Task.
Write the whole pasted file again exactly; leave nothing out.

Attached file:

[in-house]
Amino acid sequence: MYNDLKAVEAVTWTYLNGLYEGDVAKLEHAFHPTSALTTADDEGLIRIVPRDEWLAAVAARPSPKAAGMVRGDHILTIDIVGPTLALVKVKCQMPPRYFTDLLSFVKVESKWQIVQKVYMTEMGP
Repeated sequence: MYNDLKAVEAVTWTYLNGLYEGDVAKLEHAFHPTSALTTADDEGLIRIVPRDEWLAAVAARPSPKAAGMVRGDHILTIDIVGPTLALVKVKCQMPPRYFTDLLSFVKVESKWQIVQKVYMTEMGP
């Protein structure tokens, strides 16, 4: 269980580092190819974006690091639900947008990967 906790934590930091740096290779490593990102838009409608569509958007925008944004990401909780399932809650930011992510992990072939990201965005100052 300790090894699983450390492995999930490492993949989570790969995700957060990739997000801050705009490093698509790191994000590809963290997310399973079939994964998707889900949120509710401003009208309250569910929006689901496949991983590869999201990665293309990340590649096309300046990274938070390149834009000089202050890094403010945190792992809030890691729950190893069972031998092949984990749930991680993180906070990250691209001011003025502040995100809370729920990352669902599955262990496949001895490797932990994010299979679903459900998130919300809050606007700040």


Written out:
[in-house]
Amino acid sequence: MYNDLKAVEAVTWTYLNGLYEGDVAKLEHAFHPTSALTTADDEGLIRIVPRDEWLAAVAARPSPKAAGMVRGDHILTIDIVGPTLALVKVKCQMPPRYFTDLLSFVKVESKWQIVQKVYMTEMGP
Repeated sequence: MYNDLKAVEAVTWTYLNGLYEGDVAKLEHAFHPTSALTTADDEGLIRIVPRDEWLAAVAARPSPKAAGMVRGDHILTIDIVGPTLALVKVKCQMPPRYFTDLLSFVKVESKWQIVQKVYMTEMGP
């Protein structure tokens, strides 16, 4: 269980580092190819974006690091639900947008990967 906790934590930091740096290779490593990102838009409608569509958007925008944004990401909780399932809650930011992510992990072939990201965005100052 300790090894699983450390492995999930490492993949989570790969995700957060990739997000801050705009490093698509790191994000590809963290997310399973079939994964998707889900949120509710401003009208309250569910929006689901496949991983590869999201990665293309990340590649096309300046990274938070390149834009000089202050890094403010945190792992809030890691729950190893069972031998092949984990749930991680993180906070990250691209001011003025502040995100809370729920990352669902599955262990496949001895490797932990994010299979679903459900998130919300809050606007700040």